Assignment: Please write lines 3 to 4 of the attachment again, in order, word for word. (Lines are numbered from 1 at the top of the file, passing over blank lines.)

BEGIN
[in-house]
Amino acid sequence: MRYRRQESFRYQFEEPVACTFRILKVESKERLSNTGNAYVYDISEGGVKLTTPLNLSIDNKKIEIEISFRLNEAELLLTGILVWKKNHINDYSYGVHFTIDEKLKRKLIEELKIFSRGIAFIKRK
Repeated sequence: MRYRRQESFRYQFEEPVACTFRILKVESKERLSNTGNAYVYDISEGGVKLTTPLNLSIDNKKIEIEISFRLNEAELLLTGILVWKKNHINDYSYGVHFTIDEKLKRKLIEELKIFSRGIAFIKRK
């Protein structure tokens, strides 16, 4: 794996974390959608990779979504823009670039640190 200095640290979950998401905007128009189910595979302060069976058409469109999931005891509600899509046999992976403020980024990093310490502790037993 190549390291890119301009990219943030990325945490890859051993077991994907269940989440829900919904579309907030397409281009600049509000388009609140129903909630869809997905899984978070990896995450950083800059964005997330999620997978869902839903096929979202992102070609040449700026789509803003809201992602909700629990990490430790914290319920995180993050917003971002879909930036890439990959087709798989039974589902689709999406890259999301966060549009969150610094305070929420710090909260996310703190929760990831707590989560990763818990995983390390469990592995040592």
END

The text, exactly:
Repeated sequence: MRYRRQESFRYQFEEPVACTFRILKVESKERLSNTGNAYVYDISEGGVKLTTPLNLSIDNKKIEIEISFRLNEAELLLTGILVWKKNHINDYSYGVHFTIDEKLKRKLIEELKIFSRGIAFIKRK
């Protein structure tokens, strides 16, 4: 794996974390959608990779979504823009670039640190 200095640290979950998401905007128009189910595979302060069976058409469109999931005891509600899509046999992976403020980024990093310490502790037993 190549390291890119301009990219943030990325945490890859051993077991994907269940989440829900919904579309907030397409281009600049509000388009609140129903909630869809997905899984978070990896995450950083800059964005997330999620997978869902839903096929979202992102070609040449700026789509803003809201992602909700629990990490430790914290319920995180993050917003971002879909930036890439990959087709798989039974589902689709999406890259999301966060549009969150610094305070929420710090909260996310703190929760990831707590989560990763818990995983390390469990592995040592």